The event was hosted in tandem with Emergency Services Consulting International’s associates Don Bivins and Sheldon Gilbert (a former Fire Chief of Alameda), who offered various survey questions to the audience and led a two hour consultation with local Fire Chief Steve Hall.
Though the city and district are in the process of developing a long-range option, the agency is currently looking to improve their growth by focusing their efforts on a three-to five-year plan. The forum was just one of several phased initiatives in progress in order to stage the final strategic plan.
“The reason for this strategic plan, this workshop with the external stakeholders, is a vision I’ve had on how we engage with the community,” said Hall at Wednesday’s meeting.
“There is a lot changing out there in terms of fire service, and as easy as it would be for me to take this on by myself, I feel it’s not tangible. That is why we ask Don and Sheldon to come in and help out with the district and the city.”
Although the entire room swelled with compliments for the local firefighters — particularly their involvement in the community, as well as their courtesy and support — Hall stated that the district was not without problems.
Hall introduced the notion that, over the years, firefighters’ roles have evolved past putting out flames to becoming active in paramedicine and specialty rescues. He also stated that since training mandates have passed, it is harder to acquire more active volunteers with the time and training to be legally helpful.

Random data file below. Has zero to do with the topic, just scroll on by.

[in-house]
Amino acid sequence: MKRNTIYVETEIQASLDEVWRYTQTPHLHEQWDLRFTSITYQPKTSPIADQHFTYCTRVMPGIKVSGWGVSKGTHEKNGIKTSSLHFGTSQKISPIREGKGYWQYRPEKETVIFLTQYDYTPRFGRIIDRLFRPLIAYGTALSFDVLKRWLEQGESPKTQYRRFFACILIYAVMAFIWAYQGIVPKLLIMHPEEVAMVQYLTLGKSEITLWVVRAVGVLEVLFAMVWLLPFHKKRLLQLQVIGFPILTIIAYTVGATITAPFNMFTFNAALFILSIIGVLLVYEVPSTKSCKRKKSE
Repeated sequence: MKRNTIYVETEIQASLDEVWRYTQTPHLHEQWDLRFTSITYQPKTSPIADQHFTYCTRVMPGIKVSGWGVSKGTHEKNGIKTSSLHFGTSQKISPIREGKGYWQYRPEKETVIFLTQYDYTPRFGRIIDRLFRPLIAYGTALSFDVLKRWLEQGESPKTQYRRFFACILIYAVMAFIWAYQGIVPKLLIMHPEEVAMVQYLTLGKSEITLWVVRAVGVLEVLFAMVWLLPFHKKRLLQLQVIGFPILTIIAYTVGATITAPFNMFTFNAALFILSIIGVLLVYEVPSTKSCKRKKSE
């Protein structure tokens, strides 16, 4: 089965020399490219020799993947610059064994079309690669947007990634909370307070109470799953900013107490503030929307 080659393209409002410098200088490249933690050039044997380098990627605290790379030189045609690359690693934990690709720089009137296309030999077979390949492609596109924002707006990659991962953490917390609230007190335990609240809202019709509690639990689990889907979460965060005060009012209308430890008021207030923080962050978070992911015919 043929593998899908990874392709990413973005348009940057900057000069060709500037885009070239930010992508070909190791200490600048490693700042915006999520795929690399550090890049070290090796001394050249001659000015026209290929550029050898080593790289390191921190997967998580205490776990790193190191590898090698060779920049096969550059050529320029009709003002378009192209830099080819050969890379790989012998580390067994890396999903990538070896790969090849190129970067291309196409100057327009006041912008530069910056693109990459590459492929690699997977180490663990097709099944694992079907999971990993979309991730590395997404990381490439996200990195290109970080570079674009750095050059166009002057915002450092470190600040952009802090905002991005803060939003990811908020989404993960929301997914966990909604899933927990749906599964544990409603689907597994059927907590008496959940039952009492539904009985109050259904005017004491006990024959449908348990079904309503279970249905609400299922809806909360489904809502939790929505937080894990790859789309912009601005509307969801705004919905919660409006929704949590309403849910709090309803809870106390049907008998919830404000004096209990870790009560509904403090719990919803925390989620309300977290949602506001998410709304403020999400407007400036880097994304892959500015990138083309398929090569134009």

Another factor that presses down on local firefighters is the fact that many volunteer firefighters are unable to help if an emergency does occur, since many locals commute out of Patterson for employment.
Hall doubts there are 10 volunteers in Patterson today, compared to the 40 volunteers in 1978.
Hall also stated that there was a desperate need for more personnel as the city continues to grow, and predicts that there will have to be two to three more stations in the future to cover the city’s growth pattern.
After a short history of Patterson’s local facets in firefighting, survey packets were distributed for public consideration. At the end of the exercise, the surveys were tallied and presented to the public as to what the community’s wishes, needs and goals were. The results were unanimous.
The votes indicated that residents are primarily concerned with expanding the city and district’s emergency medical capabilities. Hall agrees, noting that 82 percent of the calls they receive are medical, as opposed to actual fires.
According to Hall, certain drugs and actions cannot be administered by Emergency Medical Technicians, but can be by paramedics. It is his wish to have four people stationed per call, with the third being a paramedic.
The total scores of the survey were incorporated into the internal stakeholders meeting the following Thursday, Nov. 7.
“The vision of the district and the city are progressing,” said Hall. “We have to be an effective and efficient fire service, and we have to meet the needs of, not only today, but for the next five years. This isn’t just about revenue. It’s about delivering a source for our customers, and what they want out of the system.”
Contact Brooke Borba at 892-6187, ext. 24, or firstname.lastname@example.org.